perceived high cost of Canadian books (as compared to the mostly American
books available through book clubs); difficulty in finding information about
Canadian books; the lack of trained teacher-librarians in the schools; and a lack
of time to access professional resources such as book reviews, relevant websites,
or professional journals. Alberta teachers were also heavily dependent on locally
provided in-service workshops and book lists and on the teacher support material
provided by textbook publishers (e.g., reading series).
In a study conducted by The Writers’ Trust of Canada of the English-
language Canadian literature used by high school teachers across Canada, Baird
(2002) found that most teachers based their selection of texts for study in their
classrooms on the availability of texts (books the school already owns),
acceptability (provincial guidelines, community standards and the interests of
students) and the agreed consensus of the school’s English department. Baird
concluded that Canadian high school teachers, even those supportive of Canadian
literature, have limited knowledge about Canadian writers and the Canadian
publishing scene. She also noted the significant competition that exists from
American and British literature in Canadian high school English classrooms.
4 “No text is innocent”: Canadian children’s books in the classroom

These findings, drawn primarily from survey research, encouraged us to

examine in a more in-depth way the supports that facilitate elementary teachers’
use of Canadian books. According to the respondents participating in the surveys
reported above, their use of Canadian books was influenced by (a) services
provided by teacher-librarians, school district personnel and others, (b) the
availability of funding, and (c) opportunities for professional development.
We designed our research as a case study of one school district in order to
examine, in a real life context, the interaction of these factors on teachers’ use of
and beliefs about Canadian children’s books. Few school districts in Alberta have
all the supports in place that might facilitate and enhance teachers’ use of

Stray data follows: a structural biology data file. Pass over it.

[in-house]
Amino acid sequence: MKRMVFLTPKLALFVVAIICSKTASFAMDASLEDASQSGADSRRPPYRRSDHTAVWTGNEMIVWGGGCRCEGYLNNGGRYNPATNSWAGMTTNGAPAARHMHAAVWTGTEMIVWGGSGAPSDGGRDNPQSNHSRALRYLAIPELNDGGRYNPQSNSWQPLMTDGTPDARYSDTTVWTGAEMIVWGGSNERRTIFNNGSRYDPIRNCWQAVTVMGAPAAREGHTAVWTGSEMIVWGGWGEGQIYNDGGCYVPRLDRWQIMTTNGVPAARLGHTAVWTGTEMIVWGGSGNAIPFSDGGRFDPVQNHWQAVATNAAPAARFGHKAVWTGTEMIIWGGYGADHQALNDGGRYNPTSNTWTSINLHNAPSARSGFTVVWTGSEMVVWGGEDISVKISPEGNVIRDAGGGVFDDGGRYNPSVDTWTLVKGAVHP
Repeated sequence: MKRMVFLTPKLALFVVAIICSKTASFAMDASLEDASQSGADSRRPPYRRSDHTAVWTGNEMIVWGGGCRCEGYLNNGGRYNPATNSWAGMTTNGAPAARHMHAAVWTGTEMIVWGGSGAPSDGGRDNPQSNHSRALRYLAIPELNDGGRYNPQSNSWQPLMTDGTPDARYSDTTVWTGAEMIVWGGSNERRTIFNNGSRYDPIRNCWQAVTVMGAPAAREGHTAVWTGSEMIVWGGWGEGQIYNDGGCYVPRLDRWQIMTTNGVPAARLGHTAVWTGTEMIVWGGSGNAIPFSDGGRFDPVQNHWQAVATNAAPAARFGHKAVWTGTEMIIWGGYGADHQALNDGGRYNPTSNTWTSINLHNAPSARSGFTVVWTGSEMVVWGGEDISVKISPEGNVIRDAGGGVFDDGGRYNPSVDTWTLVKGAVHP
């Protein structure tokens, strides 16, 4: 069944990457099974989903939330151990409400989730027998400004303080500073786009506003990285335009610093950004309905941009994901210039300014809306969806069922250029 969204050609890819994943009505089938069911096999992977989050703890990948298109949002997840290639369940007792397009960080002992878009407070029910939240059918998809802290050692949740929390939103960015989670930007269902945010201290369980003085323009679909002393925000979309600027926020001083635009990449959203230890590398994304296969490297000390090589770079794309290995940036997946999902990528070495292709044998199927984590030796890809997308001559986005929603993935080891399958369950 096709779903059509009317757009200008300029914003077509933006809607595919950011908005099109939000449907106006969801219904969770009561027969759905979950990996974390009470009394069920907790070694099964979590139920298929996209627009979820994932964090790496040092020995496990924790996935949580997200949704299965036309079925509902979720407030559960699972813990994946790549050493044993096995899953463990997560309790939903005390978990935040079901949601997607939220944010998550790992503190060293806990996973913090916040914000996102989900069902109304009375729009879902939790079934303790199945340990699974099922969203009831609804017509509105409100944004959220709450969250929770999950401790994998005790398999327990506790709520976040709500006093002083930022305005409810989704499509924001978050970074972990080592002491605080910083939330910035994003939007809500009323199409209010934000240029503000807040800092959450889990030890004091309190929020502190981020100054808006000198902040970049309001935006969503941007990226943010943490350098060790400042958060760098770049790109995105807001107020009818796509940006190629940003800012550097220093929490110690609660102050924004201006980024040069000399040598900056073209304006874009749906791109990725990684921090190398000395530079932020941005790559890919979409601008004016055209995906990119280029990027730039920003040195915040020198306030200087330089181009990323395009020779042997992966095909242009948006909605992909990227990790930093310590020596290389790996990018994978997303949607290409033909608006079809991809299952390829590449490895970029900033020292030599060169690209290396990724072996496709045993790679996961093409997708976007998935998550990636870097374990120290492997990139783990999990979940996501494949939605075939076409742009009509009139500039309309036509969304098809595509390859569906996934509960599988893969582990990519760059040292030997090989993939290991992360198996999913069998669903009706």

Canadian books in their classrooms. The selected case study site appeared to
have all the supports in place, including teacher-librarians in all of the district’s
elementary schools.
We began our study with the following research question: Does the presence
of supports such as teacher-librarians, funding for materials, and professional
development opportunities within a school district, enhance elementary teachers’
knowledge about and use of Canadian children’s books in their classrooms? The
analysis of the data, however, suggested that a more critical issue might be the
nature of the teachers’ knowledge/understanding of texts and the ideological
messages they carry. In this paper, we begin with the findings related to our
initial research question, and we go on to explore the teachers’ awareness of text
as a medium that transmits cultural values.

Case study research focuses on developing an understanding of a phenomenon or
issue through an in-depth examination of a case, a bounded system (Stake, 2005).
Our study, an instrumental case study, was designed to provide insight into the
issues surrounding support for teachers’ knowledge and use of Canadian
children’s books.
The study was conducted in elementary schools in a small urban school
district. The schools ranged from approximately 250 to 600 students, with 80%
of the schools having between 350 and 400 students. School staff sizes varied
from eleven to thirty teachers. Although there was a teacher-librarian in every
school in the district, only the high school teacher-librarian had full-time library
responsibility. The teacher-librarians in the elementary schools were allocated
between 0.3 FTE (full time equivalent) and 0.5 FTE for their library assignment;
the remainder of their time was spent either as administrators or as classroom
teachers. There was, however, a full-time library aide in every school library in
the district.
The researchers invited all grade two and grade five teachers plus teacher-
librarians and administrators to participate in the research project. Twenty
volunteers completed a web-based survey, a self-administered questionnaire, to
provide information about their use and knowledge of Canadian children’s
books. Of the 20 respondents who completed the survey, 12 taught grade two, six